It’s been a month since Nestle USA announced it was moving out of Glendale, and still it bothers me.

Why? It occurred to me that Nestle’s publicly announced reason for moving to the Virginia suburbs of Washington, D.C. – to be nearer its vendors, factories and the like – doesn’t ring quite right. Oh, sure, there’s an element of logic to that explanation. But proximity to stakeholders is less important with today’s technology. Besides, the advantage of proximity will be outweighed by the disruption of moving or losing 1,200 headquarters employees.

I suspect the real impetus for Nestle’s decision to move is the burden of doing business in California. No doubt you know that the state is often held up as the poster child for heavy corporate taxes and regulations, so let’s not recite those again. Instead, let’s consider a couple of oft-overlooked challenges.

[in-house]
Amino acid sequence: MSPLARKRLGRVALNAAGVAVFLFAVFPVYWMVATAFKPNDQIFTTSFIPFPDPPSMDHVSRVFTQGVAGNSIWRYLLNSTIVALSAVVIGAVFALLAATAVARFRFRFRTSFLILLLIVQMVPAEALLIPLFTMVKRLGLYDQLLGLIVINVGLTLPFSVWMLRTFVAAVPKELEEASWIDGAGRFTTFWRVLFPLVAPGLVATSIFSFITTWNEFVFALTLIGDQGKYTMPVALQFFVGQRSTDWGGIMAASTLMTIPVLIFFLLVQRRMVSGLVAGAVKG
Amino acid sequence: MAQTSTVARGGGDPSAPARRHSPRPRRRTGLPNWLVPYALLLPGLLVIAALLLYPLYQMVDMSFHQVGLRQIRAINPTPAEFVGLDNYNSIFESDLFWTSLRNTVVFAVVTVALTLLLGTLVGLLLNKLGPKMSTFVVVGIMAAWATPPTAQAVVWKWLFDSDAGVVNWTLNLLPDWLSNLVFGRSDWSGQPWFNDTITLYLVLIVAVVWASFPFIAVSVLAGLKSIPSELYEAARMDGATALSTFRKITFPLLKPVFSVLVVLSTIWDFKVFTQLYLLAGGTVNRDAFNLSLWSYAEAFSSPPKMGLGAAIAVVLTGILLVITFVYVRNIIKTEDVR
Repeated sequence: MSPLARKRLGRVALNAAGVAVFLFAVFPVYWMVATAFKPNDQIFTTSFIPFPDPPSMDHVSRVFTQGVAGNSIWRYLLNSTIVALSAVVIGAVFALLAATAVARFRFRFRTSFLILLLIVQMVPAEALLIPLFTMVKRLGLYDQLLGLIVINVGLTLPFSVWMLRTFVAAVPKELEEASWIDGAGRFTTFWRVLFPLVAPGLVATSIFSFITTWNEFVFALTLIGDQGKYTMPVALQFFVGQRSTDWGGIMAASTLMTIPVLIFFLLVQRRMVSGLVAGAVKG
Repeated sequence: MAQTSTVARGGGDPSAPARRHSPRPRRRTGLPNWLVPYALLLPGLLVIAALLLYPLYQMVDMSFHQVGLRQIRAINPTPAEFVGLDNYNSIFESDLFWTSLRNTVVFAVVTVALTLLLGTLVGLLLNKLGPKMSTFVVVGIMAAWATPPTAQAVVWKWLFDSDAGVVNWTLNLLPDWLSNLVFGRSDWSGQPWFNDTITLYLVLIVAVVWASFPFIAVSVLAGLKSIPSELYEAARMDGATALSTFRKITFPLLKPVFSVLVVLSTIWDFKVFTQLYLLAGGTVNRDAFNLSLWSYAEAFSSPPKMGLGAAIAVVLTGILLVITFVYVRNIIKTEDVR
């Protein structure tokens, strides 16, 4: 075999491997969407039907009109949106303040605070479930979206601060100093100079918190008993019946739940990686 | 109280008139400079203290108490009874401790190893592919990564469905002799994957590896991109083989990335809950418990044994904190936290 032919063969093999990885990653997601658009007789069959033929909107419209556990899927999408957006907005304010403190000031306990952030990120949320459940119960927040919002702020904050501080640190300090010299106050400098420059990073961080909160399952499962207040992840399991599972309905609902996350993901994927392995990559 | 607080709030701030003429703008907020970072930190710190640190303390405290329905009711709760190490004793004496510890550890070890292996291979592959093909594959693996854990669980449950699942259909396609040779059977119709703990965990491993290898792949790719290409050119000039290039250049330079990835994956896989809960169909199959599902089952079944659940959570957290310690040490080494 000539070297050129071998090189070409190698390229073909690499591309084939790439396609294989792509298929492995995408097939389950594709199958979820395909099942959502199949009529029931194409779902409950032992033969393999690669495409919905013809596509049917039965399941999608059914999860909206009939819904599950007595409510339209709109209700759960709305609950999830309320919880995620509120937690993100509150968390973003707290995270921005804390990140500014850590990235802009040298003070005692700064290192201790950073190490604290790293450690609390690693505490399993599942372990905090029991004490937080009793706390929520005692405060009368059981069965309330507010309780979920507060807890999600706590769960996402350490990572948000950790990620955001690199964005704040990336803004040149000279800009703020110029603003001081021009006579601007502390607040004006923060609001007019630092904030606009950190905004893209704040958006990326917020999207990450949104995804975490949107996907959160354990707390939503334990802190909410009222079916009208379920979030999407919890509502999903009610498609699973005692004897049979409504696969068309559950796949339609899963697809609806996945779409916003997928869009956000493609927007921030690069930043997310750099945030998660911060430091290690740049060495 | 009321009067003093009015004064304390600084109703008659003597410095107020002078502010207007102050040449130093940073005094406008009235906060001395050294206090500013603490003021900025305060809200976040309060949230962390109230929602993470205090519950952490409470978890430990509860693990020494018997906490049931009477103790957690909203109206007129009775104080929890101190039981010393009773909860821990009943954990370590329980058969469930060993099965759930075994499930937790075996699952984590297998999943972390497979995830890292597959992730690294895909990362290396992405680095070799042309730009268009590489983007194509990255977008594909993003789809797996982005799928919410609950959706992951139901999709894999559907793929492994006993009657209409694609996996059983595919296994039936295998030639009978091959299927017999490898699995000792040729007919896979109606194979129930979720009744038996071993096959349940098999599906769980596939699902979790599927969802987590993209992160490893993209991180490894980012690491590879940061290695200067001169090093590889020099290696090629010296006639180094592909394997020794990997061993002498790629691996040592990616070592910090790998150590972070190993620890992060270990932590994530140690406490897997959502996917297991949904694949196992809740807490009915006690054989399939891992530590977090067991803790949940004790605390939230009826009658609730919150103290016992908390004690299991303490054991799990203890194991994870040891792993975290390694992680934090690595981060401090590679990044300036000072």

One is high individual income taxes. California’s personal tax rates are as high as 13.3 percent, by far the steepest and more than double Virginia’s top rate of 5.75 percent. And in November, voters passed Proposition 55, which extended a “temporary” tax hike on the highest earners. That means a C-level worker could well get tens of thousands of dollars more a year just for moving to Virginia. And remember, that C-level exec may be among the few making the decision to move.

Another oft-overlooked challenge: litigation. The state is a hive for anti-business lawsuits. Nestle got stung with one in late 2015, for example, challenging its right to continue bottling San Bernardino water under its Arrowhead brand. Nestle ultimately prevailed a few months ago, but it was costly and time consuming.

California is blessed in that it is a magnet for attracting entrepreneurs. It has a culture that fosters startups. But the ongoing challenge for the state is keeping businesses once they grow up.